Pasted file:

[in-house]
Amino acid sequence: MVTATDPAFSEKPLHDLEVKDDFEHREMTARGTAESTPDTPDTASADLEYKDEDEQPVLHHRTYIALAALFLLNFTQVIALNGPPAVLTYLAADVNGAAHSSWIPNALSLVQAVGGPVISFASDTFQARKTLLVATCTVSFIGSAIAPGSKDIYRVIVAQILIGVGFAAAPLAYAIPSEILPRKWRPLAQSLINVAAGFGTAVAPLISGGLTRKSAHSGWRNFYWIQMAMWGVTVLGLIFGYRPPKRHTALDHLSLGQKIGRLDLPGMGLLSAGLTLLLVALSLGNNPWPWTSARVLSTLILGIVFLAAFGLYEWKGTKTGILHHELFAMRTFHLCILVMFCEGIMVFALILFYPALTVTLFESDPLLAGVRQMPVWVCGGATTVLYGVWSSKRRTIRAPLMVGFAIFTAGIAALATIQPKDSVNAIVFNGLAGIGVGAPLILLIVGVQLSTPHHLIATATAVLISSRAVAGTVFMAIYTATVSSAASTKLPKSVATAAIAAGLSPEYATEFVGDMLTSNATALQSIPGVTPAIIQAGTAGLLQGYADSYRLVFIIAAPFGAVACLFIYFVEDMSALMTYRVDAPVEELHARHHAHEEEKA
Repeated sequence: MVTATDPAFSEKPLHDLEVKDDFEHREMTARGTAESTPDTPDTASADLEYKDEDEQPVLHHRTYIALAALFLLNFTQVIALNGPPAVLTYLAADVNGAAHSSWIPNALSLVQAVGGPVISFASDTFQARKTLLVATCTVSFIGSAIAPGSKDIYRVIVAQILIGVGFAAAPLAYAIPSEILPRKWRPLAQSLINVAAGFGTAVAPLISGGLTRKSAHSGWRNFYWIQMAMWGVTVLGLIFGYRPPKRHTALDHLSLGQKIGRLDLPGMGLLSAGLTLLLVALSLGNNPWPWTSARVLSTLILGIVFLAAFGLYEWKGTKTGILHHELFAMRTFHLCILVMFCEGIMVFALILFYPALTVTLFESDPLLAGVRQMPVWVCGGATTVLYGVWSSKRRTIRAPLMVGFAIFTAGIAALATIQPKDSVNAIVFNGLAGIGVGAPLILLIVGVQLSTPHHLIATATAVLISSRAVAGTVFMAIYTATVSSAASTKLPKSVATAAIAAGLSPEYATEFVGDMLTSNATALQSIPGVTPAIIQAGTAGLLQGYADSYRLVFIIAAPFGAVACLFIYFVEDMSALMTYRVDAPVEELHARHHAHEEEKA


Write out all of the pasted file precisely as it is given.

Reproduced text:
[in-house]
Amino acid sequence: MVTATDPAFSEKPLHDLEVKDDFEHREMTARGTAESTPDTPDTASADLEYKDEDEQPVLHHRTYIALAALFLLNFTQVIALNGPPAVLTYLAADVNGAAHSSWIPNALSLVQAVGGPVISFASDTFQARKTLLVATCTVSFIGSAIAPGSKDIYRVIVAQILIGVGFAAAPLAYAIPSEILPRKWRPLAQSLINVAAGFGTAVAPLISGGLTRKSAHSGWRNFYWIQMAMWGVTVLGLIFGYRPPKRHTALDHLSLGQKIGRLDLPGMGLLSAGLTLLLVALSLGNNPWPWTSARVLSTLILGIVFLAAFGLYEWKGTKTGILHHELFAMRTFHLCILVMFCEGIMVFALILFYPALTVTLFESDPLLAGVRQMPVWVCGGATTVLYGVWSSKRRTIRAPLMVGFAIFTAGIAALATIQPKDSVNAIVFNGLAGIGVGAPLILLIVGVQLSTPHHLIATATAVLISSRAVAGTVFMAIYTATVSSAASTKLPKSVATAAIAAGLSPEYATEFVGDMLTSNATALQSIPGVTPAIIQAGTAGLLQGYADSYRLVFIIAAPFGAVACLFIYFVEDMSALMTYRVDAPVEELHARHHAHEEEKA
Repeated sequence: MVTATDPAFSEKPLHDLEVKDDFEHREMTARGTAESTPDTPDTASADLEYKDEDEQPVLHHRTYIALAALFLLNFTQVIALNGPPAVLTYLAADVNGAAHSSWIPNALSLVQAVGGPVISFASDTFQARKTLLVATCTVSFIGSAIAPGSKDIYRVIVAQILIGVGFAAAPLAYAIPSEILPRKWRPLAQSLINVAAGFGTAVAPLISGGLTRKSAHSGWRNFYWIQMAMWGVTVLGLIFGYRPPKRHTALDHLSLGQKIGRLDLPGMGLLSAGLTLLLVALSLGNNPWPWTSARVLSTLILGIVFLAAFGLYEWKGTKTGILHHELFAMRTFHLCILVMFCEGIMVFALILFYPALTVTLFESDPLLAGVRQMPVWVCGGATTVLYGVWSSKRRTIRAPLMVGFAIFTAGIAALATIQPKDSVNAIVFNGLAGIGVGAPLILLIVGVQLSTPHHLIATATAVLISSRAVAGTVFMAIYTATVSSAASTKLPKSVATAAIAAGLSPEYATEFVGDMLTSNATALQSIPGVTPAIIQAGTAGLLQGYADSYRLVFIIAAPFGAVACLFIYFVEDMSALMTYRVDAPVEELHARHHAHEEEKA